During the pandemic, it often seems like the only certainty is more uncertainty. What in spring of 2020 seemed might be a disruption of a few weeks turned into one that lasted months. The promise of spring 2021 veered off course with the emergence of Delta. Will the new “Delta Plus” variant throw yet another curveball? Time will tell.
All of it has required law firm leaders not only to manage different situations, but to manage differently—to cope with ongoing uncertainty.
Law firm leaders themselves are feeling the burnout of this environment, The American Lawyer recently reported. For those who forge ahead, and forge a path for future leaders, there’s much to be learned about management strategy.
“The pandemic has caused me to reflect and to reprioritize,” said Michael Stein, managing partner of Pashman Stein Walder Hayden in Hackensack, New Jersey. ”It’s probably a continuing journey.”
“What matters most to me is a sense of community, a shared bond of humanity,” Stein said, and, perhaps most importantly, “a sense of purpose.”
All of those elements, and more—taking things day by day while also taking the long view—have gone into navigating the uncertainty of the past 19 months (and counting), firm leaders recently interviewed on the topic have said.
‘We’re Throwing Money at Creating Our Culture’
“We assured people that over our 60-year history, we, like every other firm, have had some really good times and some bad times, but we’ve always come out of the bad times,” Donnelly said.
But during COVID, coming through bad times required being dynamic, not static, in approach. That has meant being flexible about work arrangements and reemphasizing a commitment to wellness, Donnelly said.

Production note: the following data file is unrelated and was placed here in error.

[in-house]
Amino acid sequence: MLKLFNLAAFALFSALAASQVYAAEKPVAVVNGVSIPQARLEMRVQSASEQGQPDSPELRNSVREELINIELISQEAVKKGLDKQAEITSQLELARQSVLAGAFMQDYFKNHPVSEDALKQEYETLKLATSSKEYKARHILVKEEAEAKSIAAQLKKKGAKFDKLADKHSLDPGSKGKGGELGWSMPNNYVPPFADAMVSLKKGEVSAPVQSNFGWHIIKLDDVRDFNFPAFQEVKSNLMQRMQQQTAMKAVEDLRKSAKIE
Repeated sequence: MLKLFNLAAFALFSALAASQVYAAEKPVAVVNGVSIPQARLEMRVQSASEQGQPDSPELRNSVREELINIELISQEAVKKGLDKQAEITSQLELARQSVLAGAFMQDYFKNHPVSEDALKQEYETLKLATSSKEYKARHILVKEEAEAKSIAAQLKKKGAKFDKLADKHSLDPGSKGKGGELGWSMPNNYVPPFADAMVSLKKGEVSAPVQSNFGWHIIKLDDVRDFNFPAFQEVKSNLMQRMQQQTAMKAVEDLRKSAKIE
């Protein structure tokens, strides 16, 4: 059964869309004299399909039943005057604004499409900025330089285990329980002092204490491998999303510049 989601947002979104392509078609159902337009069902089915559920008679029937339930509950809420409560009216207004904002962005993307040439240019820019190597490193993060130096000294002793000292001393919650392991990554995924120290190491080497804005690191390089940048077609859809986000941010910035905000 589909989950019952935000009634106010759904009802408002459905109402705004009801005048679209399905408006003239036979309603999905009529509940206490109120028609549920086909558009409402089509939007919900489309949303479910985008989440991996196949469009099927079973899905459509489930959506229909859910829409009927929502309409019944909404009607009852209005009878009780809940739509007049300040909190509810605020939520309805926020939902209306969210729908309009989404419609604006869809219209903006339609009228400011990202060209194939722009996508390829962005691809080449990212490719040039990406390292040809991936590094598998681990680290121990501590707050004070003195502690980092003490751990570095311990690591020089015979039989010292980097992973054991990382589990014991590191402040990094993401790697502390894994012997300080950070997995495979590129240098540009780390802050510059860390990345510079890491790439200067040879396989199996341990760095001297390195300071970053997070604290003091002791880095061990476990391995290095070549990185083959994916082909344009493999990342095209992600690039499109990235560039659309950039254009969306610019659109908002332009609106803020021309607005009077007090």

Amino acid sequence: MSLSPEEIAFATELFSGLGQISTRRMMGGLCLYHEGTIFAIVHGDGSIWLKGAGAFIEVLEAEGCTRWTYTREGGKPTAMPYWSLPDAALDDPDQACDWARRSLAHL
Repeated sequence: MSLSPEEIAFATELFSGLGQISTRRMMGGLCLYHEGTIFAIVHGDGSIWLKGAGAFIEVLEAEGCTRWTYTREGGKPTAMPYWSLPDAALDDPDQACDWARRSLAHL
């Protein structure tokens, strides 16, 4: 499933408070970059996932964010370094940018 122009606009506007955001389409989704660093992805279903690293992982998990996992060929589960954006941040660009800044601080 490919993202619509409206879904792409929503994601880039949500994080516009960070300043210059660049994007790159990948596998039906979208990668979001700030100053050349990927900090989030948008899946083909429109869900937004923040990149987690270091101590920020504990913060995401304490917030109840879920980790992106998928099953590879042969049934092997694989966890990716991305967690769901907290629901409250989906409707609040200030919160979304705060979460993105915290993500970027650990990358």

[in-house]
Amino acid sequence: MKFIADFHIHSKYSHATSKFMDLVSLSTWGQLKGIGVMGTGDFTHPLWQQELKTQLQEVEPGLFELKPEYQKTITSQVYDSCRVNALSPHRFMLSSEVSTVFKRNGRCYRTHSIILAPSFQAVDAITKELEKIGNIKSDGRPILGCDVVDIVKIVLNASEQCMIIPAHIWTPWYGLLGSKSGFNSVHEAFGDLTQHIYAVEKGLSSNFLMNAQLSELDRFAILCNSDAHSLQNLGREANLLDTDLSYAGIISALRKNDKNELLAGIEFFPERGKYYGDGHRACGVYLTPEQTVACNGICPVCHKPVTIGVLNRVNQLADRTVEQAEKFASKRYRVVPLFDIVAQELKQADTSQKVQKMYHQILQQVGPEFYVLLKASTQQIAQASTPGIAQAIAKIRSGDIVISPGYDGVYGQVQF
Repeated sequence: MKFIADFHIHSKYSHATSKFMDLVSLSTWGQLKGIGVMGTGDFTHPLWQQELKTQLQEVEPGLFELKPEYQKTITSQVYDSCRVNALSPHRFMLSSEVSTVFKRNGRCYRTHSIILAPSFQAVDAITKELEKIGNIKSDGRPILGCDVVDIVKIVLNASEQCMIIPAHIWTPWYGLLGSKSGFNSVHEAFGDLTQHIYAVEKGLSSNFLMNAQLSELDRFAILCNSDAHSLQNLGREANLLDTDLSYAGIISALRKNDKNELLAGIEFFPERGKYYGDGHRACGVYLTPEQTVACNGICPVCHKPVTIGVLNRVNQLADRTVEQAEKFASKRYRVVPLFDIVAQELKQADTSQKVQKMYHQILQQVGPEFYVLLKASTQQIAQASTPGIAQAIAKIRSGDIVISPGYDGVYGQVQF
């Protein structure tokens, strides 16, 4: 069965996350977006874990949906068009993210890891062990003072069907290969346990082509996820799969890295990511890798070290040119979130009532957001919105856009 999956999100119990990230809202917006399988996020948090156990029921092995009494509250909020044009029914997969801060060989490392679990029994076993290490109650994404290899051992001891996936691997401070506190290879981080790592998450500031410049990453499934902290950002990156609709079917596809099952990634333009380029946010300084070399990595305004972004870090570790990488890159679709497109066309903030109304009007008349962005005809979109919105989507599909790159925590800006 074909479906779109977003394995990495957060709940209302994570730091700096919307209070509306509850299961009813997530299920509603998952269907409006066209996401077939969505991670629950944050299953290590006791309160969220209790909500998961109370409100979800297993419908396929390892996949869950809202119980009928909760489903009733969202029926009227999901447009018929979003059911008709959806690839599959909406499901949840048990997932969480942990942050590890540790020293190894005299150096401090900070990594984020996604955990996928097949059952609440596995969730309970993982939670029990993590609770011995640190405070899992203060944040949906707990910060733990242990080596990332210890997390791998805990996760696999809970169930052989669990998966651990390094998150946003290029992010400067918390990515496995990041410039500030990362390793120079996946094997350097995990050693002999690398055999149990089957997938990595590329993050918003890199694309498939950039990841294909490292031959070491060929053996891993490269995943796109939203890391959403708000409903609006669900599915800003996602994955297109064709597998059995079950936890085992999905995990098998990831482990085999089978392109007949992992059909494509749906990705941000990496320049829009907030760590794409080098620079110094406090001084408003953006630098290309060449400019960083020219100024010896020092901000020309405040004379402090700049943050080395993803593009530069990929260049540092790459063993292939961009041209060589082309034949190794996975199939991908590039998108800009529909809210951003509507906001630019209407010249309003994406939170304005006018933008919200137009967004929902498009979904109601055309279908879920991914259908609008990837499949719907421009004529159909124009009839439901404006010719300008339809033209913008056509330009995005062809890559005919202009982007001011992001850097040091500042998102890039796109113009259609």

And at Los Angeles-based midsize firm Greenberg, Glusker, Fields, Claman & Machtinger, part of the approach is an 1,800-hour target for billables, rather than a more ambitious number, as well as more pro bono opportunities, which he said forges connections.
“It’s supporting our lawyers, and what they want to do other than just coming to the office billing hours and leaving,” Baradaran said.
He added, “We understand that there are trade-offs, and we’re a very successful business, but we decided to invest in tangible things that make our culture and our environment special. Sometimes, it comes at the cost of profitability, or how much profitability, and that’s OK.”
Baradaran said, “Directly or indirectly, we’re throwing money at creating our culture,” he said. “But at the end of the day, it’s who we are, and who we attract.”
Farella Braun’s Donnelly agreed that successful management moving forward required a combination of commitment to core values with an innovative approach to the future.
“As we start to contemplate how we want to operate in the future, I think we’re stressing to people that we didn’t hit the pause button, we really hit the reset button,” Donnelly said. “And we’re trying to envision how we want to operate for the next 60 years.”
‘Be Solid About Your Firm Values’